State v. Karpin

Annotate this Case
Download PDF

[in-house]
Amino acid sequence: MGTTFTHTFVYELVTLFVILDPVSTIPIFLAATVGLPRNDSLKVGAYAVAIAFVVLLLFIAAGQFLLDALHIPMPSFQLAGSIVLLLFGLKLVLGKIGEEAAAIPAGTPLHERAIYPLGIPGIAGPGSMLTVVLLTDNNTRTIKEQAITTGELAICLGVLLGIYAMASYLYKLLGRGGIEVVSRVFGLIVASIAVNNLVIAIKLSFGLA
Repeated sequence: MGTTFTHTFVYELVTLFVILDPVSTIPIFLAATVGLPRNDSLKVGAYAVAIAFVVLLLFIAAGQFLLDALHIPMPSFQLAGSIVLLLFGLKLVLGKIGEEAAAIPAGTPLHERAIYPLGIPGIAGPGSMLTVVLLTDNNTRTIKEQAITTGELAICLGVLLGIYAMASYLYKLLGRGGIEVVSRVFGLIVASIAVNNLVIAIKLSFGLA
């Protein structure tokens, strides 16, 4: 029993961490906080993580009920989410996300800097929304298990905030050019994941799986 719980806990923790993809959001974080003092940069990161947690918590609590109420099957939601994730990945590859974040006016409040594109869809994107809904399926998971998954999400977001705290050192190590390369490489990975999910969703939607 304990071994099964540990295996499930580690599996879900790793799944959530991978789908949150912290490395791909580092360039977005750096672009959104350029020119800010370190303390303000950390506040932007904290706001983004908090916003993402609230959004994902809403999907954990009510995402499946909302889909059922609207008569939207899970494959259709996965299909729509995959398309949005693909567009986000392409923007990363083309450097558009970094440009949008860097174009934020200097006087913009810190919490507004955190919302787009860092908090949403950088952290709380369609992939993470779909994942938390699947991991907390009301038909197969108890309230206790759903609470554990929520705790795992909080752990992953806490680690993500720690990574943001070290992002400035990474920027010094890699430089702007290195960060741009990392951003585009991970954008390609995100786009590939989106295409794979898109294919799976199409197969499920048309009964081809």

NOTICE: THIS DECISION DOES NOT CREATE LEGAL PRECEDENT AND MAY NOT BE CITED EXCEPT AS AUTHORIZED BY APPLICABLE RULES. See Ariz. R. Supreme Court 111(c); ARCAP 28(c); Ariz. R. Crim. P. 31.24 IN THE COURT OF APPEALS STATE OF ARIZONA DIVISION ONE STATE OF ARIZONA, ) ) Appellee, ) ) v. ) ) GARY J KARPIN, SR., ) ) Appellant. ) ) __________________________________) DIVISION ONE FILED: 10-12-2010 RUTH WILLINGHAM, ACTING CLERK BY: GH 1 CA-CR 08-1047 DEPARTMENT C MEMORANDUM DECISION (Not for Publication Rule 111, Rules of the Arizona Supreme Court) Appeal from the Superior Court in Maricopa County Cause Nos. CR2006-031057-001 SE The Honorable Warren J. Granville, Judge AFFIRMED Terry Goddard, Arizona Attorney General Phoenix By Kent E. Cattani, Chief Counsel Criminal Appeals/Capital Litigation Section and Adriana M. Rosenblum, Assistant Attorney General Attorneys for Appellee Janelle A. McEachern Attorney at Law By Janelle A. McEachern Attorney for Appellant Chandler O R O Z C O, Judge ¶1 Gary J. Karpin, Jr. (Defendant) appeals from his convictions on twenty-three counts of theft and one count of fraudulent schemes and artifices. On appeal, he argues that (1) the trial court abused its discretion when it denied his Rule 20 motion for acquittal, and (2) insufficient evidence supports the jury s guilty verdicts. For reasons set forth below, we affirm. FACTS AND PROCEDURAL HISTORY ¶2 We sustaining view the the facts jury s in verdicts inferences against defendant. the light and most resolve favorable all to reasonable State v. Vandever, 211 Ariz. 206, 207 n.2, 119 P.3d 473, 474 n.2 (App. 2005). ¶3 Defendant received a juris doctor degree from Vermont Law School in 1985 and was licensed to practice law in Vermont and Maine in 1987. He was suspended from the practice of law in Maine disbarred in 1991 and in Vermont in 1993. In 1996, Defendant came to Arizona, but neither applied for, nor was admitted to practice law. ¶4 Defendant began a private mediation practice in Arizona under the name of three different business entities: Divorce with Dignity, Divorce Associates, and Relationships with Dignity. ¶5 The State Bar of Arizona (SBA) Defendant had been disbarred in Vermont. became aware that The SBA sent Defendant a letter in 1998 and requested that he stop using labels, such as J.D., in a manner that implied that he was authorized to practice law in Arizona. The letter also requested that he stop 2 preparing legal documents, giving legal advice, or negotiating legal matters. Sometime after 1999, Fran Johansen, who was the newly-created unlicensed practice of law attorney with the SBA, sent Defendant a second letter about complaints and again requested that he cease any activities that appeared to be the practice of law. Defendant responded with a fax in which he claimed that his work was attorney supervised and that all his clients signed a fee agreement that clearly stated that he was not an attorney. Defendant also threatened to sue the SBA if it contacted any of his clients. ¶6 In response to additional complaints, Johansen sent Defendant a third letter, in 2004, advising him that he had been reported as engaging in activities that violated Arizona Supreme Court Rule 31 prohibiting the unauthorized practice of law. 2004 letter asked Defendant to cease activities such The as preparing legal documents for filing in court, negotiating legal rights, and/or using designations such as J.D., Esq. and law office in a manner that was likely to induce others to believe that [he was] authorized to practice law. Johansen also asked Defendant to send her a letter within thirty days confirming his compliance with the SBA s request. Defendant responded by fax, assuring her that he was working under the supervision of The Green Law Group, LLC, and that he was a paralegal and law clerk for Robert Green. 3 ¶7 The SBA filed a civil lawsuit against Defendant in 2004, seeking an injunction against his practice of law and requested restitution for clients who had paid him for legal services. Defendant responded by filing a lawsuit against Johansen, the SBA and its chief counsel for, among other things, defamation, slander, restraint of trade and infliction of emotional distress. ¶8 Yvette Gray (Gray) took over Johansen s job as the SBA s unauthorized practice of law attorney and in 2004 worked on the lawsuit involving Defendant. During Gray s tenure, she discovered that Defendant operated several businesses, including Divorce with Dignity and Divorce Associated. Divorce with Dignity contained Advertisements for statements like Former Prosecutors, Certified Paralegals and Full representation in court by an Arizona Licensed attorney. The SBA sought an injunction to prohibit Defendant from practicing law without a license. ¶9 Defendant agreed to drop his lawsuit against the SBA in July 2004 and also expressed an interest in coming to a resolution of the SBA s actions against him. Defendant signed a Cease and Desist Agreement as an end to the Bar s civil action against him on May 10, 2005. In signing the agreement, Defendant acknowledged that he was not authorized to practice 4 law in Arizona or certified as a legal document preparer.1 The agreement further acknowledged that Defendant was disbarred in Vermont and that he had practiced law in Arizona without the supervision of a licensed attorney. ¶10 As part of the agreement, Defendant further agreed to provide the SBA within thirty (30) days, the name(s) of his supervising attorney, and update the information within seven (7) days if charges are made. However, Defendant never provided Gray or the SBA with such a letter confirming that he was being supervised by an attorney, licensed to practice in Arizona. ¶11 The investigating Maricopa County Defendant in Attorney s February Office 2005, (MCAO) the after began office received two boxes of documents from the SBA. MCAO obtained copies in of Phoenix advertisements area Defendant newspapers used several Defendant and had magazines different posted and business different discovered names that for his mediation practice in addition to the ones known to the SBA.2 MCAO also obtained a copy of a mediation overview that Defendant distributed to clients, which contained several letters of 1 The agreement stated: [Defendant] has read the complaint, and agrees that the charges made against him are true in substance and in fact, sufficiently so that the State Bar could prevail at trial. 2 These included: Law Office of G.J. Karpin; G.J. Karpin, JD; Offices of G.J. Karpin and Associates; and A Dignified Divorce. 5 recommendation, including one that noted that Defendant was a sterling example of what a lawyer should be. ¶12 search Through a search of Defendant s office pursuant to a warrant, MCAO obtained a business card for Divorce Associates with Defendant s name on it which also said juris doctorate, former prosecutor and Superior Court certified. On the wall of Defendant s office there was a Vermont Law School diploma, a Bar certificate for the State of Maine, a certificate of membership in the Trial Lawyers Association of America, and a certificate of admission to practice in the U.S. District Court of Maine. Also a badge bearing Defendant s name and State s Attorney for Orleans County, Vermont, was found in Defendant s desk drawer. ¶13 The State charged Defendant with twenty-five counts of theft3 by means of material misrepresentation and one count of fraudulent schemes and artifices, a Class 2 felony in October 2006. One count of theft was dismissed prior to trial. 3 The The theft counts, based on the amount of monies at issue, were the following: Counts 1, 2, 8, 9, 11, 12, 13, 15, 16, 17, 18, 19, 20, 21, 22, 24, and 25, involving an amount greater than $3,000 but less than, $25,000, were each Class 3 felonies; Counts 3, 4, and 6, involving an amount greater than $2,000 but less than $3,000, were each Class 4 felonies; Count 7, involving an amount greater than $25,000 but less than $100,000, was a Class 2 felony; Counts 5 and 10, involving an amount greater than $250 but less than $1,000, were each Class 6 felonies; and Count 23, involving an amount greater than $1,000 but less than $2,000, was a Class 5 felony. 6 trial court granted Defendant s Rule 20 motion on count 11, theft, at the end of the State s case in chief. ¶14 Defendant, who represented witnesses and also testified at trial. himself, presented At the conclusion of the trial, the jury found Defendant guilty of twenty-three counts of theft by means of material misrepresentation as well as the one count of fraudulent schemes and artifices. ¶15 Defendant timely appealed. This court has jurisdiction pursuant to Article 6, Section 9, of the Arizona Constitution, and Arizona Revised Statutes (A.R.S.) sections 12120.21.A.1 (2003),4 13-4031 and -4033 (2010). DISCUSSION Denial of Rule 20 Motion for Acquittal ¶16 Defendant first argues that the trial court s denial of his Rule 20 motion at the end of the State s case was an abuse of its discretion. ¶17 We disagree. We review a trial court s ruling on a Rule 20 motion for an abuse of discretion. State v. McCurdy, 216 Ariz. 567, 573, ¶ 14, 169 P.3d 931, 937 (App. 2007); State v. Henry, 205 Ariz. 229, 232, ¶ 11, 68 P.3d 455, 458 (App. 2003). verdict is appropriate only when there is no A directed substantial evidence to prove each element of the offense and support the 4 Unless otherwise noted, we cite the current version of the applicable statutes because no revisions material to this decision have since occurred. 7 conviction. McCurdy, 216 Ariz. at 573, ¶ 14, 169 P.3d at 937. Substantial evidence is proof sufficient to support accept as that guilt beyond a reasonable doubt. a reasonable conclusion persons of could defendant s State v. Hall, 204 Ariz. 442, 454, ¶ 49, 65 P.3d 90, 102 (2003) (quoting State v. Spears, 184 Ariz. 277, substantial 290, 908 evidence direct evidence. P.2d may 1062, 1075 consist of (1996)). both Furthermore, circumstantial and State v. Blevins, 128 Ariz. 64, 67, 623 P.2d 853, 856 (App. 1981). ¶18 A trial court must submit a case to the jury if reasonable minds can differ on the inferences to be drawn from the evidence. Henry, 205 Ariz. at 232, ¶ 11, 68 P.3d at 458. On appeal, we will consider that evidence in the light most favorable to sustaining the trial court s decision. State v. Sullivan, 205 Ariz. 285, 287, ¶ 6, 69 P.3d 1006, 1008 (App. 2003). ¶19 To prove the theft charges under the facts of this case, the State had to establish that, without lawful authority, Defendant obtained funds from his victims by means of a material misrepresentation, with the intent to permanently deprive those victims of their funds. A.R.S. § 13-1802.A.3. As Defendant acknowledges, all the victims who testified at trial stated that they responded to Defendant s advertisement, or were referred to him by someone who had engaged him or read his ad and had 8 interpreted the language of the advertisement - such phrases as former prosecutor and JD - as indicating that Defendant was licensed to practice as an attorney in Arizona. was further reinforced in their minds by This impression the degrees and certificates hanging on the wall of his office, the stationary he used, and the business cards he tendered. They also testified that they would not have hired Defendant had they known he was disbarred or known that he was not licensed to practice in Arizona. ¶20 Defendant maintained that he only provided mediation services to clients, which did not require him to be licensed to practice law in Arizona. However, he also maintained that he was a licensed attorney, because he had graduated from law school, and that, he would tell people, Here s my training. Here s my credentials. If anyone asked him outright if he was licensed to practice in Arizona, Defendant argues he would have answered truthfully. He also maintained he did not misrepresent himself as a licensed attorney in Arizona because he had never filed a pleading in court indicating he was an Arizona licensed attorney with a bar number on it. ¶21 Although he admitted that he was not a certified legal document preparer, he also admitted he nonetheless prepared legal documents but that it was done under the supervision of Robert Green, a licensed Arizona attorney. 9 However, Green, with whom Defendant claimed to be affiliated through The Green Law Group, testified that he: never authorized Defendant to use his name in advertisements; had instructed Defendant to stop claiming an association with him; and also advised Defendant to inform his clients up front that he was not an attorney licensed to practice in Arizona. ¶22 This testimony alone supplied sufficient evidence and inferences to be drawn to support the jury s verdicts of theft by means of material misrepresentation. The trial court did not err in denying the Rule 20 motion on the theft counts. Henry, 205 Ariz. at 232, ¶ 11, 68 P.3d at 458. ¶23 The State also met its burden by presenting sufficient evidence at trial for the court to deny the Rule 20 motion on the charge of fraudulent schemes and artifices. To prove a person guilty of that charge, the State must show that (1) a plan or scheme existed; (2) the purpose of the plan was to defraud others; (3) knowing the purpose of the scheme or fraud, the defendant obtained a benefit pursuant to the fraud; (4) by means of false pretenses, representations, promises or material omissions. State v. Bridgeforth, 156 Ariz. 60, 64, 750 P.2d 3, 7 (1988). Our supreme court has found that false pretenses also include intentionally concealing the truth. misleading someone by hiding or State v. Haas, 138 Ariz. 413, 422, 675 P.2d 673, 682 (1983). 10 ¶24 As noted above, the evidence showed that Defendant carried out his work under a number of different business names with advertising that included misrepresentations and misleading terms. Even after he was advised by the SBA that he should not prepare legal documents and should not use terms that gave potential clients the misimpression that he was authorized to engage in the practice of law in Arizona, Defendant continued to do so until he was arrested. In two instances, Defendant also went clients so far as to imply to that he had a special relationship with Commissioner Parks, stating that he worked with her for 11 years, would be reporting to [Commissioner] Parks every day and had the authority of the court. This evidence that is sufficient to support the jury s finding Defendant knowingly engaged in a plan to mislead or defraud clients through a series of false representations and omissions. Verdicts Unsupported by Evidence ¶25 Contrary to Defendant s contention, we also find that there was ample evidence to support the jury s guilty verdicts. See Vandever, 211 Ariz. at 207 n.2, 119 P.3d at 474 n.2. (we view evidence in light most favorable to sustaining the verdicts). ¶26 Defendant testified on his own behalf. He pointed to the fact that his fee agreement specified that he was not an attorney for divorce mediation 11 purposes, but admitted that clients may have had miscues about his status as an attorney and that he might have explained things to them better. problem, people according thought, maintained to which that Defendant wasn t mistakes was done were differentiating sufficiently. definitely made The what Defendant with some people. ¶27 Defendant testified that he never told anyone about the SBA letters or that he was disbarred [b]ecause the letters suck and because it s a human response to put your best foot forward. Furthermore, although he maintained that he was supervised by Green, he also testified that he didn t care about what actual supervision entailed because as long as he had [Green s] representation under his letterhead he would be meeting the requirements and Green had the liability under the Rules of Professional Conduct. ¶28 Defendant admitted that he exaggerated his relationship with Commissioner Parks, but that this too was a mistake that he regretted. Likewise using terms such as former prosecutors, divorce litigators and paralegals in his advertisement was a mistake, but only because of his use of the plurals5 and only because he was sloppy, not because he intended to mislead anyone. His use of the term Superior Court 5 According to Defendant, there was one former prosecutor, Defendant, and one attorney, Rob Green. 12 certified mediator in his ads was also a mistake. Even listing himself as part of The Green Law Group after Green told him to stop doing so was simply a big mistake. In fact, it was Defendant s testimony at trial that many, if not all, of the misrepresentations that the State accused him of, were simply mistakes and embellishment. ¶29 The jury found Defendant guilty of all of the charges submitted to it. It is well established that the weight and credibility of his statements were a matter for the jury to determine. State v. Cox, 217 Ariz. 353, 357, ¶ 27, 174 P.3d 265, 269 (2007). Having reviewed the entire record we find substantial evidence supports the jury s verdict. CONCLUSION ¶30 For the reasons stated above, we affirm Defendant s convictions and sentences. /S/ ___________________________________ PATRICIA A. OROZCO, Judge CONCURRING: /S/ ____________________________________ MAURICE PORTLEY, Presiding Judge /S/ ____________________________________ MARGARET H. DOWNIE, Judge 13